Net sales from its energy systems and solutions business — which which builds solar, wind, geothermal and hydropower projects, in addition to battery-based energy storage systems and smart meters — rose approximately 6% year on year to 1085.7 billion yen ($9.9 billion).
However, “market conditions” for its solar business have “deteriorated,” the Tokyo-based group said in an online statement. The energy systems division’s operating income fell by 662.8 billion yen year on year in first nine months of fiscal 2016 to 759.8 billion yen, partly due to declining sales of its PV systems.
The Japanese group recorded a total net loss of 532.5 billion yen in the April-December 2016 period, down 53.1 billion yen from a year earlier. Its total net sales hit 3846.9 billion yen, down 166.6 billion yen from the same period a year earlier,complicating its efforts to scale down its debts and address liabilities connected to its Westinghouse Electric nuclear business in the U.S., which filed for bankruptcy protection in March.
Toshiba also attributed its poor performance to the ongoing decline of its computer and TV businesses. It recently secured shareholder approval to sell of its lucrative NAND flash memory business, amid speculation that it could be in danger of being delisted from the Tokyo Stock Exchange, as it twice postponed the release of its April-December earnings before finally posting unaudited results.
Questions over the conglomerate’s future is the second major blow to corporate Japan in less than a year, following the August 2016 acquisition of troubled electronics manufacturer and PV supplier Sharp by Taiwan’s Foxconn.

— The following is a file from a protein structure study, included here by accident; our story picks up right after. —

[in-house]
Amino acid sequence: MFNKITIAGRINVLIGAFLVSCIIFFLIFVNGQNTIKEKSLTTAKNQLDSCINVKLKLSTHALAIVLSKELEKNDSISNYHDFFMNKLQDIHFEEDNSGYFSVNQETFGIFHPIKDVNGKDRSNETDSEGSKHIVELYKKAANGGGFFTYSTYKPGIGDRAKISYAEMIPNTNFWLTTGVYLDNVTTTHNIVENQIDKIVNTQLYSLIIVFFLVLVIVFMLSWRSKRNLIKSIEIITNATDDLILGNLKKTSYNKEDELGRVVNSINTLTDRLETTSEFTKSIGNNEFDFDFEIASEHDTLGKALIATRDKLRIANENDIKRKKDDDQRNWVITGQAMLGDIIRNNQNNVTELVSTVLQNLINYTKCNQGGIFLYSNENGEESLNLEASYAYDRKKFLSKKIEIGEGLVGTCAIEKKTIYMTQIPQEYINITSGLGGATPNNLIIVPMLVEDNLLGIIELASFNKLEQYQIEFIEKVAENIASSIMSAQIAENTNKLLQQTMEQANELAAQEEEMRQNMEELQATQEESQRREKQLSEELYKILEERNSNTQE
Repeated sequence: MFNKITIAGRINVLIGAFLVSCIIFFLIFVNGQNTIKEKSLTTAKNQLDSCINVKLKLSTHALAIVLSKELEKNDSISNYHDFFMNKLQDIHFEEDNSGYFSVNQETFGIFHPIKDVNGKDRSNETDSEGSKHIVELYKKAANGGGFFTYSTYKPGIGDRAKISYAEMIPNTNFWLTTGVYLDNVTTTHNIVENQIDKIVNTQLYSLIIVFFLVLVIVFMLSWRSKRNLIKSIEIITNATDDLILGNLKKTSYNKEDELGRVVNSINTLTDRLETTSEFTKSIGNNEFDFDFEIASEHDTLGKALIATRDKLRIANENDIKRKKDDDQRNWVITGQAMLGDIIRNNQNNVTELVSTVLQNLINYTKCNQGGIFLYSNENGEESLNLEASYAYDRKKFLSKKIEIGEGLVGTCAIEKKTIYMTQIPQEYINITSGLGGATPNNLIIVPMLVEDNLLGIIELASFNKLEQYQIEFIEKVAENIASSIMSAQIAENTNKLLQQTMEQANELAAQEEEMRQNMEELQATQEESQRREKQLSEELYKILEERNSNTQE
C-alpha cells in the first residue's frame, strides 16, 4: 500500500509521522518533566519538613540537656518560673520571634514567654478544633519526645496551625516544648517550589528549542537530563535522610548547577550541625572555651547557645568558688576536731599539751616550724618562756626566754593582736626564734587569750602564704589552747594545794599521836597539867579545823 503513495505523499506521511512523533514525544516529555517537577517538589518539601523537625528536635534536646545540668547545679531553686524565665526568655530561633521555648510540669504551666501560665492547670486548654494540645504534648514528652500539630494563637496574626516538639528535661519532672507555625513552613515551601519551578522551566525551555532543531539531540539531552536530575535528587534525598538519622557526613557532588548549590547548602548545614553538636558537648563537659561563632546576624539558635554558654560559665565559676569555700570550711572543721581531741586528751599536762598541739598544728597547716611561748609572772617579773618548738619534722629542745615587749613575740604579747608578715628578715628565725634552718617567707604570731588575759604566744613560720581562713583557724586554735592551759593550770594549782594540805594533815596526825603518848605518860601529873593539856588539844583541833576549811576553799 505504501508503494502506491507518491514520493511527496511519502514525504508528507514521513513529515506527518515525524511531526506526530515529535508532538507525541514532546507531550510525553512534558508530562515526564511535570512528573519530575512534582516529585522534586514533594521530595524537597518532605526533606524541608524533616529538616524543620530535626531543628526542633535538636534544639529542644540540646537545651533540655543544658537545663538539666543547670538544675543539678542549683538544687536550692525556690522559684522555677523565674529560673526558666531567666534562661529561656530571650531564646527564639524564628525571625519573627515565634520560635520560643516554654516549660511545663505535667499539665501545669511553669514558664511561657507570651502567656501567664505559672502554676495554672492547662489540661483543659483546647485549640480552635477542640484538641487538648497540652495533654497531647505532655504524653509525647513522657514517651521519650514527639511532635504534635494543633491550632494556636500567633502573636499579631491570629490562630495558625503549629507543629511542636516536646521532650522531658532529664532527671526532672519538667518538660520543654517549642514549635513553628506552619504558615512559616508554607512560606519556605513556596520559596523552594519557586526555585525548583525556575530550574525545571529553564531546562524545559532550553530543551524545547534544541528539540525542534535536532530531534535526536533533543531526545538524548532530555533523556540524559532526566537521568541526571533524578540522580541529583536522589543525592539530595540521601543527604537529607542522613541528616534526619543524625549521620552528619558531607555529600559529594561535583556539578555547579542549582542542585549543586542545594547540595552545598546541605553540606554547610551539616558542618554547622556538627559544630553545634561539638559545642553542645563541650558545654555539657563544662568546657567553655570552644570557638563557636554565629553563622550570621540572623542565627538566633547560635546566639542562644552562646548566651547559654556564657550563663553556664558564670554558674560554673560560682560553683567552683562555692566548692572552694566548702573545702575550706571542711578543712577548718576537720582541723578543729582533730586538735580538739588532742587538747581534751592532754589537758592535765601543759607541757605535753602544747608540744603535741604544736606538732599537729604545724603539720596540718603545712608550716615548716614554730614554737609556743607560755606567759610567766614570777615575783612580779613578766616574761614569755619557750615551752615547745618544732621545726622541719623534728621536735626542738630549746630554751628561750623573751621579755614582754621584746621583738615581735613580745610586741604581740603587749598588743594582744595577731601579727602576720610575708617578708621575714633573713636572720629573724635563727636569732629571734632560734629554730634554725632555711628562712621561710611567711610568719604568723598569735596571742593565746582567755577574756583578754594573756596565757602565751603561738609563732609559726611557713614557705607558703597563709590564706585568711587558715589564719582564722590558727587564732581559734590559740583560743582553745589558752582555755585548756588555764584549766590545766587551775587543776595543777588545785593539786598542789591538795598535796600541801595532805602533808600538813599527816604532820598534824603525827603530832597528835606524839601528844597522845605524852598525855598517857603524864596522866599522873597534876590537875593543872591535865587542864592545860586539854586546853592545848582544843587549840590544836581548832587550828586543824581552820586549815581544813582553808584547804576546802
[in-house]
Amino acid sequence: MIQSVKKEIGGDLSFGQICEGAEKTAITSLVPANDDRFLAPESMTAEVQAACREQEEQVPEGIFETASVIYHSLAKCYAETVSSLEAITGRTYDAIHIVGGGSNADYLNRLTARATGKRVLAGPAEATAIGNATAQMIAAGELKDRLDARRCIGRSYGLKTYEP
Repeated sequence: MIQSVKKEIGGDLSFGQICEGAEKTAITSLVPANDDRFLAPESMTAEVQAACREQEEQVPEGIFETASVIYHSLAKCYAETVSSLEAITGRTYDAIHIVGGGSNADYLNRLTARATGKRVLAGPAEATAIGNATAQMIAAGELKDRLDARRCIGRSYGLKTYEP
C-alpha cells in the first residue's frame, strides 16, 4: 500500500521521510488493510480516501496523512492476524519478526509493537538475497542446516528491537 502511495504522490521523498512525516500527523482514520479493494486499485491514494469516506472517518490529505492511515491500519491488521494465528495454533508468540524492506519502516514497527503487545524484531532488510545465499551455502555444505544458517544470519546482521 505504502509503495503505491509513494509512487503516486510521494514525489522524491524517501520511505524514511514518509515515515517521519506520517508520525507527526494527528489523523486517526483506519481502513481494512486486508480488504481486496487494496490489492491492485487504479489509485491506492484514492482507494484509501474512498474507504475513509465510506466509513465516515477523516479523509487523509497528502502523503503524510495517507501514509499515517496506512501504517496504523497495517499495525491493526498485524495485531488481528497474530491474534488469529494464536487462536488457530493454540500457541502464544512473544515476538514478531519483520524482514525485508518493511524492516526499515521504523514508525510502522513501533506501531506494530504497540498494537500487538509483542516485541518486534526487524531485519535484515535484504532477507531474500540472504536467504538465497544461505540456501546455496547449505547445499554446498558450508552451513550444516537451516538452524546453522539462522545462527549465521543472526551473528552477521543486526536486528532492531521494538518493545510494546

The Taipei-based manufacturer — also known as Hon Hai Precision Industry — is among several parties that have expressed interest in acquiring Toshiba’s NAND flash memory business, the sale of which could be key to the Japanese group’s survival.
Toshiba said it has sold off roughly 160 billion yen of undisclosed assets, in addition to cuts to executive pay, to improve its financial status in the 2016 fiscal year, which ended on March 31.
The group provides residential PV systems, but only in Japan. Most of its other rooftop and ground-mounted solar projects throughout the world range in size from 500 kW to 10 MW, aside from a 50 MW array it completed in late 2014 near the Japanese city of Nagoya. The project includes 6 MW of wind capacity.
However, over the past year it has revealed plans to pair rooftop PV with storage batteries and hydrogen production capacity in Japan, in addition to supplying Integrated control systems for a virtual power plant pilot that a unit of Tokyo Electric Power (Tepco) is building in Yokohama.
And in August, Toshiba’s EPC unit agreed to work on a 33.5 MW solar project that Thailand’s Gunkul Engineering is developing in Japan’s Chiba prefecture.
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